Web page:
Human rights program named in honor of Forsythe family

David Forsythe stands next to a Denmark waterway during his time as a Fulbright scholar in 2008.
David Forsythe stands next to a Denmark waterway during his time as a Fulbright scholar in 2008.

The human rights and humanitarian affairs program at UNL has been named in honor of professor emeritus David P. Forsythe and his family for their longtime commitment to the program and generous financial support.

The Forsythe Family Program on Human Rights and Humanitarian Affairs is a joint program of the College of Arts and Sciences and the College of Law at UNL. Founded in 1997, its mission is to examine issues related to human rights from an international and interdisciplinary perspective in the classroom through teaching, research and service, as well as bringing these discussions to the wider community.

Forsythe, who holds the Charles J. Mach Distinguished Professorship, has been a part of UNL for 37 years and helped found its human rights program. He said he wants to see the program develop and encourage more students and faculty to give attention to important human rights and humanitarian issues.

He said it's an especially important time to consider support for these programs, because human rights and humanitarian law are under stress due to the rising power of states not supportive of human rights and also because of the prevalence of terrorism and tough counterterrorism policies.

"I want to make sure there is continued education, research and teaching during this time when human rights are under attack and are being weakened by various state and terrorist policies," Forsythe said.

The program's co-director, Ari Kohen, associate professor of political science and the Schlesinger Professor for Social Justice, said Forsythe has helped mark Nebraska with an international reputation for human rights.

"Human rights at Nebraska are synonymous with Dave Forsythe," Kohen said. "Nebraska has an international reputation with regard to human rights because of this program and his work throughout the years."

Kohen said Forsythe's financial support of the program is crucial.

"It is the difference-maker for this program," he said. "His support has really catapulted the program back into the prominence that it had when it first began. It totally changes everything for us. It means we can do the kind of work that the program initially did but hasn't been able to do for years because of lack of private support and the end of funding."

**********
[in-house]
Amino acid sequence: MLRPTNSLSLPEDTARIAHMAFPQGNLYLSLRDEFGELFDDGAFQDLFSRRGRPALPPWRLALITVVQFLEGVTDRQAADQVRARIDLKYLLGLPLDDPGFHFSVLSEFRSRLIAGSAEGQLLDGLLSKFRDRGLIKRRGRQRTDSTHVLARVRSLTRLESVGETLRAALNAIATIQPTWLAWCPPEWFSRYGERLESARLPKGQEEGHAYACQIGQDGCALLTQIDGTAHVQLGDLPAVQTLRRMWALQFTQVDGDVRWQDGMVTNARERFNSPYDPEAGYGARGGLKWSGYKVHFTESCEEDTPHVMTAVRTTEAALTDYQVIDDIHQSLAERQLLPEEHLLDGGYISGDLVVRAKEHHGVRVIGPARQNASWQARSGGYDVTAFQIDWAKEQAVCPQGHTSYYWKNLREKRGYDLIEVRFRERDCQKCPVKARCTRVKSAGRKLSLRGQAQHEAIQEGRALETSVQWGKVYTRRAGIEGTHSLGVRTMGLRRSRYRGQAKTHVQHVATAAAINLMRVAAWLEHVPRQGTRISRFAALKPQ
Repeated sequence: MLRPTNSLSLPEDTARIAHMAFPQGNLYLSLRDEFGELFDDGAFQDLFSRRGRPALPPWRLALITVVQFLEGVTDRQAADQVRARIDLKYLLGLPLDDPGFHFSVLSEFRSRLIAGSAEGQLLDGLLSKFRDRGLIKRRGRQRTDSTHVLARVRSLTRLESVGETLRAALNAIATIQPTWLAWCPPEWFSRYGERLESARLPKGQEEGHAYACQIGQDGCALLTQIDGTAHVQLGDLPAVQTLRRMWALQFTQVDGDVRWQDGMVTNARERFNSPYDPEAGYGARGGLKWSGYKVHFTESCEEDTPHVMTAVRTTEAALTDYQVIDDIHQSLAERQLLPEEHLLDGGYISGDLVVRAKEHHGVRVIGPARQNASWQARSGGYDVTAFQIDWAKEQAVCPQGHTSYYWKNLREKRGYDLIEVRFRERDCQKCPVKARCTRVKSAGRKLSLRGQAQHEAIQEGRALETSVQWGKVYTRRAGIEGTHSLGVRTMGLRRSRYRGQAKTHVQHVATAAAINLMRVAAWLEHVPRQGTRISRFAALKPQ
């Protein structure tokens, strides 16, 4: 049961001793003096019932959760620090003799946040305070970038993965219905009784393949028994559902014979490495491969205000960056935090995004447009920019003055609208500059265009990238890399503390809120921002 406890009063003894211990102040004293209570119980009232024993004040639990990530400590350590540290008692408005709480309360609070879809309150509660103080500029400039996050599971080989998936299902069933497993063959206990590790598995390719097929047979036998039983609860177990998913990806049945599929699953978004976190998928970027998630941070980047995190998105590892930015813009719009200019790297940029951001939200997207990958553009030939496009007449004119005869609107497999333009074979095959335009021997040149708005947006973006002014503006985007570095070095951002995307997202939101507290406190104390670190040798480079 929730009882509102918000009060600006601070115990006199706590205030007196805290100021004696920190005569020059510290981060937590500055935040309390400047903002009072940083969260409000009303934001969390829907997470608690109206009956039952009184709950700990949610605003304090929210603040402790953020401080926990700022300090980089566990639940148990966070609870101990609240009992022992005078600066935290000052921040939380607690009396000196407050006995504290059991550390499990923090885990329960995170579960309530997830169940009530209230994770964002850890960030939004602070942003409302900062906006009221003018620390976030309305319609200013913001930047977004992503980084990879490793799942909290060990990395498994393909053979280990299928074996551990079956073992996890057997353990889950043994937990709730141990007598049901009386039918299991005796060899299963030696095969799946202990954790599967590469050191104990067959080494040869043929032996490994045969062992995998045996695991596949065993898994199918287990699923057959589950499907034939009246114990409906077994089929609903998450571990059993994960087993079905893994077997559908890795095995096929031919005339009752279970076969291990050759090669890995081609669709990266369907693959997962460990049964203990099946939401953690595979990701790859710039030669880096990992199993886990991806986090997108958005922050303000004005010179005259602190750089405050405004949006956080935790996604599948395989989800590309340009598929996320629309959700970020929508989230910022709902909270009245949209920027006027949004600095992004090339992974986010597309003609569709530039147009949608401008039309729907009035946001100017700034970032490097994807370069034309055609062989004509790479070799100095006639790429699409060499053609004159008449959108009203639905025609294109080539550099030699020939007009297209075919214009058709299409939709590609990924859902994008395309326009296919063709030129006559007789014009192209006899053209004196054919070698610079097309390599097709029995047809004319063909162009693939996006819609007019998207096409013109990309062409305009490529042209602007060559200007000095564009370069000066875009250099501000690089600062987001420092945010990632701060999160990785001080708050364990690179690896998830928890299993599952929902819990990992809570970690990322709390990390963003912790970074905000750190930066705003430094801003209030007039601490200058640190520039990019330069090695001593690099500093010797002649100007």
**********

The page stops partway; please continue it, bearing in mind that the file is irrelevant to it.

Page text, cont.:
Forsythe and his family have provided a $120,000 challenge grant to the University of Nebraska Foundation for support of the program and to encourage additional donations of $120,000 from others. In addition, Forsythe established a bequest in his estate plans to provide future support to the program. According to the NU Foundation, these gifts, totaling $500,000 when completed, will provide immediate expendable support for the program and a permanent endowment to provide annual support forever.

The funds will be used to support scholarships, fellowships, student stipends, student internships, guest speakers, workshops, conferences, student and faculty travel and faculty stipends. The contributions will also support initiatives such as summer institutes, visiting experts on campus, and support for graduate and undergraduate students to study abroad and participate in work for human rights organizations.

Gifts to the Forsythe Family Program on Human Rights and Humanitarian Affairs will be matched dollar-for-dollar by the Forsythe family challenge grant. To give or to learn more, contact Josh Egley at the University of Nebraska Foundation at (402) 458-1202 or

"We're at the very beginning of a very exciting process," Kohen said. "The fact that we have support from the Forsythes and other donors who are committed to this program means we can amplify it and do the things we've been dreaming of doing. We can do bigger things, and in five to 10 years become one of the most prominent human rights programs in the country."

The University of Nebraska Foundation is an independent, nonprofit organization that has connected donors to the mission of the university for the past 75 years. For more information, visit

- Blair Euteneuer, NU Foundation